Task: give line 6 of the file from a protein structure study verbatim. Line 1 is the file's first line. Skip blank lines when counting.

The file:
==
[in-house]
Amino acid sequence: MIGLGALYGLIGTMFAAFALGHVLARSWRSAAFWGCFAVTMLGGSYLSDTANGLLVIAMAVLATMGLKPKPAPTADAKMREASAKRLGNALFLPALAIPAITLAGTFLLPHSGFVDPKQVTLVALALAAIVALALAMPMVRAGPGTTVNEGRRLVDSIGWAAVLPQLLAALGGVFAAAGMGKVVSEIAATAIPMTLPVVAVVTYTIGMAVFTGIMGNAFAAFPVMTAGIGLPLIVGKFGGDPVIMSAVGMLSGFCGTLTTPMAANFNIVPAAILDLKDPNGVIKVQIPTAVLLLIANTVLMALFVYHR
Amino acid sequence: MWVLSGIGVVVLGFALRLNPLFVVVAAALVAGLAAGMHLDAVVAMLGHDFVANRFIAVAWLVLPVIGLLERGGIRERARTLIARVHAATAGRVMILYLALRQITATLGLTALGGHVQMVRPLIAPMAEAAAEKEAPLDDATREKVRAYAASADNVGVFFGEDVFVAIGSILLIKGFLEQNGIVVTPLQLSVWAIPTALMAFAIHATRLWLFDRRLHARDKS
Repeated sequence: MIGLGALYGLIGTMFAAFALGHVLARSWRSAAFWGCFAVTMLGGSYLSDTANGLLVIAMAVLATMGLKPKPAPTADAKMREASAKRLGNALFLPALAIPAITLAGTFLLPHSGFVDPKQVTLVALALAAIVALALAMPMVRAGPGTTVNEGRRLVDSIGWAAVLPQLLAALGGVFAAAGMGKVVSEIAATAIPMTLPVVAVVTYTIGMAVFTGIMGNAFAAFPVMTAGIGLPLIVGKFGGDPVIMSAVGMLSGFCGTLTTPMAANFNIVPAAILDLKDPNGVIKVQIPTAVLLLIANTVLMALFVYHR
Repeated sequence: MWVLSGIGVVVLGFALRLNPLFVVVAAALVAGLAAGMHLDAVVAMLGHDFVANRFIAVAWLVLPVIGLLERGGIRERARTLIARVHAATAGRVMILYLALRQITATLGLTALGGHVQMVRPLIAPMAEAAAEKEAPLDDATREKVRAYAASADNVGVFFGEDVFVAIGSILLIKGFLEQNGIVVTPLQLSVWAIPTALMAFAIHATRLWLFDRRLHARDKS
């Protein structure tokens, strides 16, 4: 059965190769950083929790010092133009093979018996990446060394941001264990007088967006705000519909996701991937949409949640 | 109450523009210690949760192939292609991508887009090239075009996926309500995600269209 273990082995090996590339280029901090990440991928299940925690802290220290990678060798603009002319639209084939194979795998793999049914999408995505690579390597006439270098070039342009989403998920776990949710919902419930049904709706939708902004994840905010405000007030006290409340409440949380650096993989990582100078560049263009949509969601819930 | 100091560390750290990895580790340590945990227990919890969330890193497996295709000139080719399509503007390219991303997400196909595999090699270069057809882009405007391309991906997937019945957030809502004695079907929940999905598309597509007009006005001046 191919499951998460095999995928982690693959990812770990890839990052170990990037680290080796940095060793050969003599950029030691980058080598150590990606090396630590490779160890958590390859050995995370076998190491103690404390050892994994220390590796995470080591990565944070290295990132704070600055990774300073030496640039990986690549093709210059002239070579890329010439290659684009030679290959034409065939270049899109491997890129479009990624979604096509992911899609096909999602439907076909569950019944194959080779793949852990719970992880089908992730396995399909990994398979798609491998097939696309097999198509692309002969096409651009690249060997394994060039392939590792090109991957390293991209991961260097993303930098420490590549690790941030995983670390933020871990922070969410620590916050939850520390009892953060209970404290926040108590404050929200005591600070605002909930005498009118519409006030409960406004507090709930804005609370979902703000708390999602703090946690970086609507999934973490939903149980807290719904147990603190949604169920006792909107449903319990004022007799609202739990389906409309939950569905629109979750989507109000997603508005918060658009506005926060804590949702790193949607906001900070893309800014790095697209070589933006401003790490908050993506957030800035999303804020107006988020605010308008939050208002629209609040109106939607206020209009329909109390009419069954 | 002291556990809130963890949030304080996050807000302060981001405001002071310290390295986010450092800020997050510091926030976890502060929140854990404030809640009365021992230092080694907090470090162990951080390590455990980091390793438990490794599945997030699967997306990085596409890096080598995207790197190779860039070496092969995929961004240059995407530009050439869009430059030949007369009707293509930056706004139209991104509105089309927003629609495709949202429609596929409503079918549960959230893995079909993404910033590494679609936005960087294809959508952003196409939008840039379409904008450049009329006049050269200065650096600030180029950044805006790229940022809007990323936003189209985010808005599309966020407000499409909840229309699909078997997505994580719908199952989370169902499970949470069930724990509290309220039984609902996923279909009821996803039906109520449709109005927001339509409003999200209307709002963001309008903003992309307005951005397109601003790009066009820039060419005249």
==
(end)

């Protein structure tokens, strides 16, 4: 059965190769950083929790010092133009093979018996990446060394941001264990007088967006705000519909996701991937949409949640 | 109450523009210690949760192939292609991508887009090239075009996926309500995600269209 273990082995090996590339280029901090990440991928299940925690802290220290990678060798603009002319639209084939194979795998793999049914999408995505690579390597006439270098070039342009989403998920776990949710919902419930049904709706939708902004994840905010405000007030006290409340409440949380650096993989990582100078560049263009949509969601819930 | 100091560390750290990895580790340590945990227990919890969330890193497996295709000139080719399509503007390219991303997400196909595999090699270069057809882009405007391309991906997937019945957030809502004695079907929940999905598309597509007009006005001046 191919499951998460095999995928982690693959990812770990890839990052170990990037680290080796940095060793050969003599950029030691980058080598150590990606090396630590490779160890958590390859050995995370076998190491103690404390050892994994220390590796995470080591990565944070290295990132704070600055990774300073030496640039990986690549093709210059002239070579890329010439290659684009030679290959034409065939270049899109491997890129479009990624979604096509992911899609096909999602439907076909569950019944194959080779793949852990719970992880089908992730396995399909990994398979798609491998097939696309097999198509692309002969096409651009690249060997394994060039392939590792090109991957390293991209991961260097993303930098420490590549690790941030995983670390933020871990922070969410620590916050939850520390009892953060209970404290926040108590404050929200005591600070605002909930005498009118519409006030409960406004507090709930804005609370979902703000708390999602703090946690970086609507999934973490939903149980807290719904147990603190949604169920006792909107449903319990004022007799609202739990389906409309939950569905629109979750989507109000997603508005918060658009506005926060804590949702790193949607906001900070893309800014790095697209070589933006401003790490908050993506957030800035999303804020107006988020605010308008939050208002629209609040109106939607206020209009329909109390009419069954 | 002291556990809130963890949030304080996050807000302060981001405001002071310290390295986010450092800020997050510091926030976890502060929140854990404030809640009365021992230092080694907090470090162990951080390590455990980091390793438990490794599945997030699967997306990085596409890096080598995207790197190779860039070496092969995929961004240059995407530009050439869009430059030949007369009707293509930056706004139209991104509105089309927003629609495709949202429609596929409503079918549960959230893995079909993404910033590494679609936005960087294809959508952003196409939008840039379409904008450049009329006049050269200065650096600030180029950044805006790229940022809007990323936003189209985010808005599309966020407000499409909840229309699909078997997505994580719908199952989370169902499970949470069930724990509290309220039984609902996923279909009821996803039906109520449709109005927001339509409003999200209307709002963001309008903003992309307005951005397109601003790009066009820039060419005249």